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The Catawba and Northern Trail connected the Lower Cherokee towns (Lower Cherokee Traders' Path) and Catawba Indian villages in the Waxhaws with the Yadkin River settlements where it turned into the New River and Southern Trail. The Catawba and Northern Trail began in York County, South Carolina and ended in Wilkes County, North Carolina. The length of that journey was about 100 miles (160 km).

Contents

Historical Background

Originally an Indian path, this trail connected North Carolina's European Yadkin River settlements with the Waxhaws settlements and the Lower Cherokee towns mostly in South Carolina. These eventually provided as much as 1/4th of the European settlers in what became Tennessee.

The first European colonists settled in counties along this trail as follows:[1][2]

Route

Counties on the Catawba and Northern Trail (south to north)[3]

Connecting trails. The Catawba and Northern Trail forks off north from the Lower Cherokee Traders' Path in York County, South Carolina. The Catawba and Northern Trail heads due north to the Yadkin River settlements (North Carolina) where it joins the New River and Southern Trail in Wilkes County. The Upper Road and the south fork of the Great Valley Road both run trhough Charlotte, not far from the south end of the Catawba and Northern Trail.[4]

Modern parallels. The modern roads that most closely match the old Catawba and Northern Trail are North Carolina State Highway 16 from Wilkesboro south to the Gaston County north border. From there a road parallel to the west side of the Catawba River such as NC State Highway 273 to South Carolina, and South Carolina State Road 274 south to Rock Hill would approximate the old route.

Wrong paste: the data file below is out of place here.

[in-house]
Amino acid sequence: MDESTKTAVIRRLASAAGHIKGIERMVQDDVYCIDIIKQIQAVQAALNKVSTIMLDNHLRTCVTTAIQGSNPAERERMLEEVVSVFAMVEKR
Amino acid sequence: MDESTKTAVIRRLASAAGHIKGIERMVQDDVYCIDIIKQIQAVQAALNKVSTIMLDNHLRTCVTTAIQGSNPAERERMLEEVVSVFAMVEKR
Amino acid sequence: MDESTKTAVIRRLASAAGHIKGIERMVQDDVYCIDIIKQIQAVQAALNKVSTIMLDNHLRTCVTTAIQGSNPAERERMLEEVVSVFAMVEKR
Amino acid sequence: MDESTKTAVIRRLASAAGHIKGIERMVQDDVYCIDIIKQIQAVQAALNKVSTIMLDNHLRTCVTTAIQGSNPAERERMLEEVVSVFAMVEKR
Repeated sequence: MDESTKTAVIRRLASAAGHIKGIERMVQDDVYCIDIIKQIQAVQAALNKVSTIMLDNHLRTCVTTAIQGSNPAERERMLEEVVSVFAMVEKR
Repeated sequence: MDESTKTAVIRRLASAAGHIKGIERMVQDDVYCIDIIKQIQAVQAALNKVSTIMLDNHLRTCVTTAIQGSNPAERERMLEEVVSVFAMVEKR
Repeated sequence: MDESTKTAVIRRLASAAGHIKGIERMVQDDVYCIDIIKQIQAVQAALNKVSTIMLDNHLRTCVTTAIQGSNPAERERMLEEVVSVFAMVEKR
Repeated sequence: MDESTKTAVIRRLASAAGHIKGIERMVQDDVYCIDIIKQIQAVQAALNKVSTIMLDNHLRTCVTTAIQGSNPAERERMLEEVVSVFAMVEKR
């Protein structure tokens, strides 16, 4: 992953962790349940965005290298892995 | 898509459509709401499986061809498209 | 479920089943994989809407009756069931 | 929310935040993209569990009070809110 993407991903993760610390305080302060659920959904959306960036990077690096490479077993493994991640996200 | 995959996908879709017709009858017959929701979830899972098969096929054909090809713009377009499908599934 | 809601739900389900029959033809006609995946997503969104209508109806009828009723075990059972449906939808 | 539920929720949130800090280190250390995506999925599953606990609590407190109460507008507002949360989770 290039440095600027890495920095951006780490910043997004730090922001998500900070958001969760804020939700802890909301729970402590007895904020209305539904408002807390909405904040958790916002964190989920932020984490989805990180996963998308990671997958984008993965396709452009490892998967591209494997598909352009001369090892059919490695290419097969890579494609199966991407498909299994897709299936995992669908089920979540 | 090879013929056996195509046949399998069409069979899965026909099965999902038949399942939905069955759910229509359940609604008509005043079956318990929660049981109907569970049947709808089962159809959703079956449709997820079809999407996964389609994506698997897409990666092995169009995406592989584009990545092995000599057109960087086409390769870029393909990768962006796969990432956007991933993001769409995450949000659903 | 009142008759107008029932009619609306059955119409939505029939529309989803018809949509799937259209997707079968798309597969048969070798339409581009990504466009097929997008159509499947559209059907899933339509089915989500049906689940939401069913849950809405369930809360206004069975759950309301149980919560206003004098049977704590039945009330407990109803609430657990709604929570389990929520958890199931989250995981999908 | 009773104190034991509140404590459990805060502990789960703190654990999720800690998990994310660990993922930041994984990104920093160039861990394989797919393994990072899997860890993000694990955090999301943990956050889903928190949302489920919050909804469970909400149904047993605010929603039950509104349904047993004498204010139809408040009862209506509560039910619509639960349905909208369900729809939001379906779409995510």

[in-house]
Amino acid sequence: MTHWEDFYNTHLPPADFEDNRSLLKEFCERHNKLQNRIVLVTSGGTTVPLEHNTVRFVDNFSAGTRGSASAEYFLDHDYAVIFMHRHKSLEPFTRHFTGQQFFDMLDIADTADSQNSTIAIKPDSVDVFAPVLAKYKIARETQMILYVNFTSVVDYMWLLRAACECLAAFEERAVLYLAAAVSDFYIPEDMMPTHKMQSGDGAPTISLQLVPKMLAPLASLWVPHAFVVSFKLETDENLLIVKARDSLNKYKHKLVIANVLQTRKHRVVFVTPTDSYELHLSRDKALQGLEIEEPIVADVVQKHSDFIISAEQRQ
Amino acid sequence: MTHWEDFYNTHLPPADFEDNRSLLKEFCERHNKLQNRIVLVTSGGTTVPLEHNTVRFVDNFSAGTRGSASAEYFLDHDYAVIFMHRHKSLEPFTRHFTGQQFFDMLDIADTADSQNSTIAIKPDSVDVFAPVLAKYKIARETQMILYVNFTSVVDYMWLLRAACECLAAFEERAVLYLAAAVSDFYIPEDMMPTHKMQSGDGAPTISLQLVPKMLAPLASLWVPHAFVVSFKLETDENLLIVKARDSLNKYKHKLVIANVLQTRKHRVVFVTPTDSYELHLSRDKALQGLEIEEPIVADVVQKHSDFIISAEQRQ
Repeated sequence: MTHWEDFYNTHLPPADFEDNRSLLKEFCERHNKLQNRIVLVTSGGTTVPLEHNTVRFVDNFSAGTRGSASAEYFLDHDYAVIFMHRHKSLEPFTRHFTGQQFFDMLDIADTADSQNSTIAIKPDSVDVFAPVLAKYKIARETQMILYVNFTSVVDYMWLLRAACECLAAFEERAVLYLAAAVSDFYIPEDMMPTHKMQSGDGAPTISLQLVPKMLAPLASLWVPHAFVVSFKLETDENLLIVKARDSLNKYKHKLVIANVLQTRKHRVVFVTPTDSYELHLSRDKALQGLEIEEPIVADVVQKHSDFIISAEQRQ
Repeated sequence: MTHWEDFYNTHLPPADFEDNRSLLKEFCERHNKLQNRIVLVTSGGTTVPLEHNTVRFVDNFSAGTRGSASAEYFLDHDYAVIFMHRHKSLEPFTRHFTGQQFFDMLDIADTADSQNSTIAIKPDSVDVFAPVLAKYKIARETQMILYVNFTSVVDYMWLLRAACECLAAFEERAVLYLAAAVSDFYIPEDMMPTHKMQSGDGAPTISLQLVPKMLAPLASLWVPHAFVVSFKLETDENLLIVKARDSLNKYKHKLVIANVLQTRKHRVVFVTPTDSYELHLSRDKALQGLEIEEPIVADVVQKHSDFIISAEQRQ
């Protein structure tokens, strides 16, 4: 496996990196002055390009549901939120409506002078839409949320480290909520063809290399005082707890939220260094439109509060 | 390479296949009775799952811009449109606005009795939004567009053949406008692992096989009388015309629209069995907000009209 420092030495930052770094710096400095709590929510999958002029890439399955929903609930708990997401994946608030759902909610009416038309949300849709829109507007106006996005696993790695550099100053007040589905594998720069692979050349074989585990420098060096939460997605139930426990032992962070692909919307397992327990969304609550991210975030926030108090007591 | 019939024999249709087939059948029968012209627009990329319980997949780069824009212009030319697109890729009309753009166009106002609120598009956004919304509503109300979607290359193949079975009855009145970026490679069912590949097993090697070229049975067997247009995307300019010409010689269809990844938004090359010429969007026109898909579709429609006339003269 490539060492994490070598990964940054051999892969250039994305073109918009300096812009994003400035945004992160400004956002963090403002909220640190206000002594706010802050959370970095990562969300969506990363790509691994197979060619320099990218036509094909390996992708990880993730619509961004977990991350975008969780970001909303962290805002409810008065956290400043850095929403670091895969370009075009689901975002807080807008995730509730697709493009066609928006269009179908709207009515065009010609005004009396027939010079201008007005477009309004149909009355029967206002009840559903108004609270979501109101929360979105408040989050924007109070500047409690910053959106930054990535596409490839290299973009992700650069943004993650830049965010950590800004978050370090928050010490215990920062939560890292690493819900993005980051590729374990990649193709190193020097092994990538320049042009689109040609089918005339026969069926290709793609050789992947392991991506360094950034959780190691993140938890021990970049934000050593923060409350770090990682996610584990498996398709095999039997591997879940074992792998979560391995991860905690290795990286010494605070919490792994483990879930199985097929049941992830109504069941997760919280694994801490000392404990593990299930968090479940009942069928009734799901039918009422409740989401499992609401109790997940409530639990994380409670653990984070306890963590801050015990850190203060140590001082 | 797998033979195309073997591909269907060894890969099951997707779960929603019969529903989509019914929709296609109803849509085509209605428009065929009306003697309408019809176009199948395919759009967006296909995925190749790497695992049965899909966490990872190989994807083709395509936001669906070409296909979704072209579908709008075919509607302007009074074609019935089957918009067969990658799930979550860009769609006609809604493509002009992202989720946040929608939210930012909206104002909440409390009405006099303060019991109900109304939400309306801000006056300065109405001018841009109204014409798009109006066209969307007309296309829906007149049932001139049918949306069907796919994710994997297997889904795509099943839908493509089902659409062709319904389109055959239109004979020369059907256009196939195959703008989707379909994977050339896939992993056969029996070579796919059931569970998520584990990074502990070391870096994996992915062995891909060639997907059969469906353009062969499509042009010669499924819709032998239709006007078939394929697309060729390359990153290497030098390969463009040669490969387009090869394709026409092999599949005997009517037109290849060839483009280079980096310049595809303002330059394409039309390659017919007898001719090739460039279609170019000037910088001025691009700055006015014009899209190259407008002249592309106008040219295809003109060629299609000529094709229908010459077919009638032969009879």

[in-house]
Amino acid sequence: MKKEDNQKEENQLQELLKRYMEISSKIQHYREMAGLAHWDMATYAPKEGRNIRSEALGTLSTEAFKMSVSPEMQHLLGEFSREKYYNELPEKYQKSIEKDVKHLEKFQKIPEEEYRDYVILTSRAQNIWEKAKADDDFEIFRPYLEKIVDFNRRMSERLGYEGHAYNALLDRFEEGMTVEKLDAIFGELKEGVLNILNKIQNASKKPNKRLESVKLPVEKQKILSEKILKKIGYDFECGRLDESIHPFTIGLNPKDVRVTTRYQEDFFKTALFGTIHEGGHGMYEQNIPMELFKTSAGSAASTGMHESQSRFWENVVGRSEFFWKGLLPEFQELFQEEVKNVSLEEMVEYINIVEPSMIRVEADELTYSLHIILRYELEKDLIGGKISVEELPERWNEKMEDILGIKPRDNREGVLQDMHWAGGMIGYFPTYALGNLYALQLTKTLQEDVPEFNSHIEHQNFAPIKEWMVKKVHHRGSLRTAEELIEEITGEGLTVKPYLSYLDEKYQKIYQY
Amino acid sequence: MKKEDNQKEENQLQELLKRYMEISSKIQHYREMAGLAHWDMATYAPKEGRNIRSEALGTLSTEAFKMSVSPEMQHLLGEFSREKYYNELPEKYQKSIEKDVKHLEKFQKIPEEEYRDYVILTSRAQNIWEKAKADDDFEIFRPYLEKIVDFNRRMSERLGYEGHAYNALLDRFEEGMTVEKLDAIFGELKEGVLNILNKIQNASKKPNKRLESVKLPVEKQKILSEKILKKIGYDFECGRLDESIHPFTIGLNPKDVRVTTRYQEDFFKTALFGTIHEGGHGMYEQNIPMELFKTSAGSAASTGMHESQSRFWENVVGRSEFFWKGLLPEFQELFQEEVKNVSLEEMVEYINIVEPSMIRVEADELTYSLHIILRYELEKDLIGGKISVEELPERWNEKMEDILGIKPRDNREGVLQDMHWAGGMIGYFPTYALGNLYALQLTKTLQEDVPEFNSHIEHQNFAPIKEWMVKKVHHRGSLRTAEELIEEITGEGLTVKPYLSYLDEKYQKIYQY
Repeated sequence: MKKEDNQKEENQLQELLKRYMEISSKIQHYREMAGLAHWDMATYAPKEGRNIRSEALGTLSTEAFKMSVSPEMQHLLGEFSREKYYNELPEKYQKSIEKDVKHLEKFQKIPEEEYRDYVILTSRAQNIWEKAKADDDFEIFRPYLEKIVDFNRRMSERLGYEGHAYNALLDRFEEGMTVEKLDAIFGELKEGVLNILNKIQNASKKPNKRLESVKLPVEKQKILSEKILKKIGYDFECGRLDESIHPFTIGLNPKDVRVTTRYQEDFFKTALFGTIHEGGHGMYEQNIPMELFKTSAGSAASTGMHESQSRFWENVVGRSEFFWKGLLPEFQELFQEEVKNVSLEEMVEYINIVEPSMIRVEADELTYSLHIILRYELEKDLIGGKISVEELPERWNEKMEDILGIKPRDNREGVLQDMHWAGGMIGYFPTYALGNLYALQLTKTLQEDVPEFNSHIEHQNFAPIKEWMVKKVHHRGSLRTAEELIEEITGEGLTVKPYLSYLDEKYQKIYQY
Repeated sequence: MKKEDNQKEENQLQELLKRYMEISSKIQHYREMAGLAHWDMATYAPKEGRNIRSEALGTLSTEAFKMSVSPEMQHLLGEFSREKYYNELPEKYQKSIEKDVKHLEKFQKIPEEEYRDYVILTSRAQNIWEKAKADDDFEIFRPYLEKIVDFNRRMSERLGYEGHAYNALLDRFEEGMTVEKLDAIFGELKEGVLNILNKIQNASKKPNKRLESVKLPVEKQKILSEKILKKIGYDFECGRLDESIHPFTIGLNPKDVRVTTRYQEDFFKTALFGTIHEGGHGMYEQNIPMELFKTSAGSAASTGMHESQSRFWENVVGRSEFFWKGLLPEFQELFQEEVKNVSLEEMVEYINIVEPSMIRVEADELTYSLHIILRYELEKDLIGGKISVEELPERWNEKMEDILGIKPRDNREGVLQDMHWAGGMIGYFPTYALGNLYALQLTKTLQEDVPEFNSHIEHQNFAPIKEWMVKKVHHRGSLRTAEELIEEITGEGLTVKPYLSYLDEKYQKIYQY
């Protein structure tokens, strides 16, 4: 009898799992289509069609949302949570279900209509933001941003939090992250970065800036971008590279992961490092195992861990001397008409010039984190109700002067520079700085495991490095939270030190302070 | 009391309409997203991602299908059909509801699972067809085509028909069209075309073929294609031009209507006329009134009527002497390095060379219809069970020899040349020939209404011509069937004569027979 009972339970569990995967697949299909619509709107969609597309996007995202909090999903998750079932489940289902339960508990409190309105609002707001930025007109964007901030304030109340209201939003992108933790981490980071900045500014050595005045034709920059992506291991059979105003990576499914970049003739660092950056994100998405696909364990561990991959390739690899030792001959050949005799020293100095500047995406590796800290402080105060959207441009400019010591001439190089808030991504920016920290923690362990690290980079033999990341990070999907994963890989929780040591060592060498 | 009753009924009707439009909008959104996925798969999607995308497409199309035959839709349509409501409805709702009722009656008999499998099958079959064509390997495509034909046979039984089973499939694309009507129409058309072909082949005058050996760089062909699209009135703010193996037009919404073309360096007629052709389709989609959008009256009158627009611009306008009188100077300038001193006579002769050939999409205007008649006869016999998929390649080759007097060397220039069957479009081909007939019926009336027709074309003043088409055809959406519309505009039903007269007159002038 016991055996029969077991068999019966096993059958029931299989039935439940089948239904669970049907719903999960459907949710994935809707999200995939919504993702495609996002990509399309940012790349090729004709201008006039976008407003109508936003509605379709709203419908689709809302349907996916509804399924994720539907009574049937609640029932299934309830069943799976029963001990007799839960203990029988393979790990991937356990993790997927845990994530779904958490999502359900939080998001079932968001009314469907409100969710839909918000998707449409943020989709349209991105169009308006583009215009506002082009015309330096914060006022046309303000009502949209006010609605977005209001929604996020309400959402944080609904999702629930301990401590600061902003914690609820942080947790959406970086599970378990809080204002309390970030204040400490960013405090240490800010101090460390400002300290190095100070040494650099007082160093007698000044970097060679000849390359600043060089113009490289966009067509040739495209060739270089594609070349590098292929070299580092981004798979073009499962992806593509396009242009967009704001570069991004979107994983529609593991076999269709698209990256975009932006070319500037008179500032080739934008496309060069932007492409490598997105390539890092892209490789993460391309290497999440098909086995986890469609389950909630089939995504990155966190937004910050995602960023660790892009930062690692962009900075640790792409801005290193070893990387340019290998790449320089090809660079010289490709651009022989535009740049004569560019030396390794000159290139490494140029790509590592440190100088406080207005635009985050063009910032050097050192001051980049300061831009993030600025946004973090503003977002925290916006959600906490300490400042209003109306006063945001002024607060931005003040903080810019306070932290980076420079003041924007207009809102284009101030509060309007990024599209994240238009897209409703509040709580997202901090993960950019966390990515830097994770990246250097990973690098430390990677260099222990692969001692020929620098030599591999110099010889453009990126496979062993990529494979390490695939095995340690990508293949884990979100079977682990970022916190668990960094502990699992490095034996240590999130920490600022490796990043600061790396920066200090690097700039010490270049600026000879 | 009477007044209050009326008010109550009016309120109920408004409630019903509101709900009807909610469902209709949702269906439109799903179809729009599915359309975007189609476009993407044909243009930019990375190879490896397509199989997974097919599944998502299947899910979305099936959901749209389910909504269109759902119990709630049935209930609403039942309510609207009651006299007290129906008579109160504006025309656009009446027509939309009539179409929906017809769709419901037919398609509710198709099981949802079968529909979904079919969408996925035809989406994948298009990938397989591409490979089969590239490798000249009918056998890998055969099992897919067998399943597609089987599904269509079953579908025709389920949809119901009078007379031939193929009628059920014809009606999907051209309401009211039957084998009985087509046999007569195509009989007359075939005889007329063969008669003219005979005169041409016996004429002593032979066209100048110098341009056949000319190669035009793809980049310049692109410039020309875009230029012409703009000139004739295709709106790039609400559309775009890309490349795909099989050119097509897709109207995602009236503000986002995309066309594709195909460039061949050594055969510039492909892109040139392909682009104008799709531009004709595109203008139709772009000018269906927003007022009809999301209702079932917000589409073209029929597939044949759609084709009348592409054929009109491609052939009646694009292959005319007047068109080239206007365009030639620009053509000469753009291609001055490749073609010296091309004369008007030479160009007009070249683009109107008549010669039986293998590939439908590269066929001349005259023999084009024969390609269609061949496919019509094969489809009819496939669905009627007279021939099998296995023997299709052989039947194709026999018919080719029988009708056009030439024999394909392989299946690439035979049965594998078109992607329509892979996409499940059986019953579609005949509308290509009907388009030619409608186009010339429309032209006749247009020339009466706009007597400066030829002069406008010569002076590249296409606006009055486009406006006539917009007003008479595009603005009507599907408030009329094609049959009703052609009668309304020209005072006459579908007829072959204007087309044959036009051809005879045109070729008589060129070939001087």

Settlers and Records

No lists of settlers who used the Catawba and Northern Trail are known to exist. However, local and county histories along the road may reveal that many of the first pioneer settlers arrived from places to the northeast along the route.

Most of the colonists in the the Yadkin River settlements and Waxhaws settlement were from the southeast corner of Pennsylvania. Many were from the Ulster part of Ireland. Other colonists may have reached the area from Maryland, or Virginia especially those areas near the Great Valley Road or Upper Road.

Sources

  1. North Carolina - The Counties, http://www.carolana.com/NC/Counties/nc_counties_alphabetical_order.html (accessed 1 February 2011).
  2. South Carolina - The Counties, http://www.carolana.com/SC/Counties/sc_counties_alphabetical_order.html (accessed 1 February 2011).
  3. Handybook for Genealogists: United States of America, 10th ed. (Draper, Utah: Everton Pub., 2002), 848. (FHL Book 973 D27e 2002). WorldCat entry.
  4. Handybook for Genealogists: United States of America, 10th ed. (Draper, Utah: Everton Pub., 2002), 847-61. (FHL Book 973 D27e 2002) WorldCat entry., and William E. Myer, Indian Trails of the Southeast. (Nashville, Tenn.: Blue and Gray Press, 1971), 12-14, and the book's pocket map "The Trail System of the Southeastern United States in the early Colonial Period" (1923). (FHL Book 970.1 M992i) WorldCat entry.

 

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  • This page was last modified on 9 April 2011, at 15:58.
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